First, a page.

As sensors become an integral part of most industries, their high-volume applications have increased their efficiencies of scale, thus in turn lowering prices and promoting adoption in other devices. Micro electro-mechanical systems (MEMS) accelerometers, for instance, are ubiquitous in airbags and have recently started appearing in commodity hardware such as laptop hard disc drives. Also, as a consequence of the many natural disasters that took place during 2005, public focus is shifting from artificial blunders to natural calamities, thus creating considerable potential for smart sensors in environment monitoring systems.
Typically, smart sensors find use in a range of diverse industries including the likes of homeland security agriculture, automation and healthcare. Using an array of smart sensor gauges, wireless sensor networks (WSNs) find key applications in numerously varied military projects, effort tracking, effort management systems, habitat and water quality monitoring, agricultural studies, radiation detection, homeland security, as well as preventive maintenance of machinery. The key benefit of wireless sensor systems lies in their ability to poll the data read by sensors wirelessly, thus allowing storage and analysis at a local facility.
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“Smart sensor and WSNs offer numerous market benefits and while the last few years have been called the information age, we are now looking at a sensor age with the enmeshing of the physical world with cyberspace,” notes Technical Insights Research Analyst Mahaneeya Raman. “Such systems facilitate the detection of both data as well as events and apart from their tracking benefits, WSNs also enable the cataloguing and itemizing of numerous devices and objects in addition to information.”
However, despite their technological superiority, one of the biggest competing technologies for WSNs is the existing base of wired systems. Most buildings that are a target of the WSN vendors are almost 90-100 years old and have existing wired systems. Additionally, although the costs of sensor systems are declining, the reduction remains insufficient to significantly bolster adoption rates. Cost is a significant issue, especially in applications that require additional intelligence in terms of added microelectronic hardware, software and data communication modules. In lower volumes, MEMS-based sensors, nanosensors and implantable smart sensors can be more expensive than regular general-purpose systems.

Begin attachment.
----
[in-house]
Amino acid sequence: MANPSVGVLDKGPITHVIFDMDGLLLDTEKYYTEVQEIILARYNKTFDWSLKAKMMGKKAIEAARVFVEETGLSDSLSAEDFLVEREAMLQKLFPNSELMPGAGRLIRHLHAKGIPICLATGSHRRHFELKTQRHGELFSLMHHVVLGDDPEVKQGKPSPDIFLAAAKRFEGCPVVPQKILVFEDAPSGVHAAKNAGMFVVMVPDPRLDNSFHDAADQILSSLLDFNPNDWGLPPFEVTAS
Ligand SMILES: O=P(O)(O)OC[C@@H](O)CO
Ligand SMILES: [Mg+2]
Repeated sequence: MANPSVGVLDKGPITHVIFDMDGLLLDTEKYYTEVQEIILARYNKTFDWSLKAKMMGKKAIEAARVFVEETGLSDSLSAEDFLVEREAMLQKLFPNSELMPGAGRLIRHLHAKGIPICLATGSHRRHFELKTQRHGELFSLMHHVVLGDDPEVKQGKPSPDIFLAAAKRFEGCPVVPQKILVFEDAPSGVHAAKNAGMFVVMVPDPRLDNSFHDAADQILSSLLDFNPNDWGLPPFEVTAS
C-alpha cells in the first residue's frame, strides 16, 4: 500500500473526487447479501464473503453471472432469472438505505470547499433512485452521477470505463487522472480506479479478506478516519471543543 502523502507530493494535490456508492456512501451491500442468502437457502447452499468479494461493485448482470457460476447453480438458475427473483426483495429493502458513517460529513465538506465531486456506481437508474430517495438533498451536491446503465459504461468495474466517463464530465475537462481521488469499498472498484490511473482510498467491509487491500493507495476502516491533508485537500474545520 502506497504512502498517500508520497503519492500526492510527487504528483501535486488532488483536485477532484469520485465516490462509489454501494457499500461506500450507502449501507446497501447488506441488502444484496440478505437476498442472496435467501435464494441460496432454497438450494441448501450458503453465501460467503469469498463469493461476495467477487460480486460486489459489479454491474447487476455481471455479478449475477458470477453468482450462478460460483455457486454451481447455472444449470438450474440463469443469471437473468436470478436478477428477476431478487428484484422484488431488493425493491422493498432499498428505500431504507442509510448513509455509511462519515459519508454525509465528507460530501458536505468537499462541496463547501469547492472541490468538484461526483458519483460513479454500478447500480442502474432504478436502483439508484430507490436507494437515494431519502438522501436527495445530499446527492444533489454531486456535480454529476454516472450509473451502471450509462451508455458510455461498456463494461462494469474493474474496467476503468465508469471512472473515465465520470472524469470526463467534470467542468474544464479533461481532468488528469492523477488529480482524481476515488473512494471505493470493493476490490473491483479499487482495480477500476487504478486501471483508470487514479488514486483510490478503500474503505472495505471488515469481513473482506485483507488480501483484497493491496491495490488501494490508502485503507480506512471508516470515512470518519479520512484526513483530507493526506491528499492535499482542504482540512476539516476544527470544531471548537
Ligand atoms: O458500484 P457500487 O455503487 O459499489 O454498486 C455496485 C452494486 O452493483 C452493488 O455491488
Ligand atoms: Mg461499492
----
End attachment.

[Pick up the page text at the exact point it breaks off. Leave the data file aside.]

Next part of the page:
In addition, the unpredictable nature of the communication landscape is a further handicap for the deployment of WSNs. In popular sense, this essentially translates to an increase in the noise disturbances that pervade networks and corrupt communication links. A wireless device that travels through space normally experiences interference as well as network congestion and the intensity of these parameters varies at different points and moments.
“In unpredictable heterogeneous wireless systems, devising coding architectures that are dynamic and adaptable while being able to transfer information reliably, without altering the peak rate, forms the best solution to the challenges noted above,” says Raman.
Smart Sensors and Sensor Networks: Opportunities for Networked Intelligent Wireless Sensors, a part of the Sensors & Instrumentation Subscription, reviews the advances in smart sensor and sensor networking areas with an emphasis on innovative technology. It includes an analysis of the hardware and software used to sense signals, store sensed data, as well as communicate and process information along with modules that power sensors for very long periods of time and also provides information about organizations, companies, universities, and research institutions involved in R&D. Analyst interviews are available to the press.
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Smart Sensors and Sensor Networks: Opportunities for Networked Intelligent Wireless Sensors